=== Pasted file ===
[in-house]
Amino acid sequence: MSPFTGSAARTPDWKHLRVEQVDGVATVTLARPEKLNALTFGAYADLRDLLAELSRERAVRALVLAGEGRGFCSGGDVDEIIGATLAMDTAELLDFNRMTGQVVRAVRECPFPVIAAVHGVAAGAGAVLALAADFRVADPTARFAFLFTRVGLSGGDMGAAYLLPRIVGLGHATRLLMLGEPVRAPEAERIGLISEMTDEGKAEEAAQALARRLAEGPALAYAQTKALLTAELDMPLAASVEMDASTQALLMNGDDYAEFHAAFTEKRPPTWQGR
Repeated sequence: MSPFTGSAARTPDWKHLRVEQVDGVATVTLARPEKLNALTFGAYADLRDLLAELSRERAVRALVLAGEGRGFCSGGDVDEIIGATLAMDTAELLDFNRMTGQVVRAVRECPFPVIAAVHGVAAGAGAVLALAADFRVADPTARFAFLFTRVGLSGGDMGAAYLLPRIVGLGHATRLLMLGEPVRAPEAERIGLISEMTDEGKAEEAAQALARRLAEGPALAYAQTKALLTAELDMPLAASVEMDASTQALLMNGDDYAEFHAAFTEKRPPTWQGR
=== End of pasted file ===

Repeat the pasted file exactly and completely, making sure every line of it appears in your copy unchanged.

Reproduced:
[in-house]
Amino acid sequence: MSPFTGSAARTPDWKHLRVEQVDGVATVTLARPEKLNALTFGAYADLRDLLAELSRERAVRALVLAGEGRGFCSGGDVDEIIGATLAMDTAELLDFNRMTGQVVRAVRECPFPVIAAVHGVAAGAGAVLALAADFRVADPTARFAFLFTRVGLSGGDMGAAYLLPRIVGLGHATRLLMLGEPVRAPEAERIGLISEMTDEGKAEEAAQALARRLAEGPALAYAQTKALLTAELDMPLAASVEMDASTQALLMNGDDYAEFHAAFTEKRPPTWQGR
Repeated sequence: MSPFTGSAARTPDWKHLRVEQVDGVATVTLARPEKLNALTFGAYADLRDLLAELSRERAVRALVLAGEGRGFCSGGDVDEIIGATLAMDTAELLDFNRMTGQVVRAVRECPFPVIAAVHGVAAGAGAVLALAADFRVADPTARFAFLFTRVGLSGGDMGAAYLLPRIVGLGHATRLLMLGEPVRAPEAERIGLISEMTDEGKAEEAAQALARRLAEGPALAYAQTKALLTAELDMPLAASVEMDASTQALLMNGDDYAEFHAAFTEKRPPTWQGR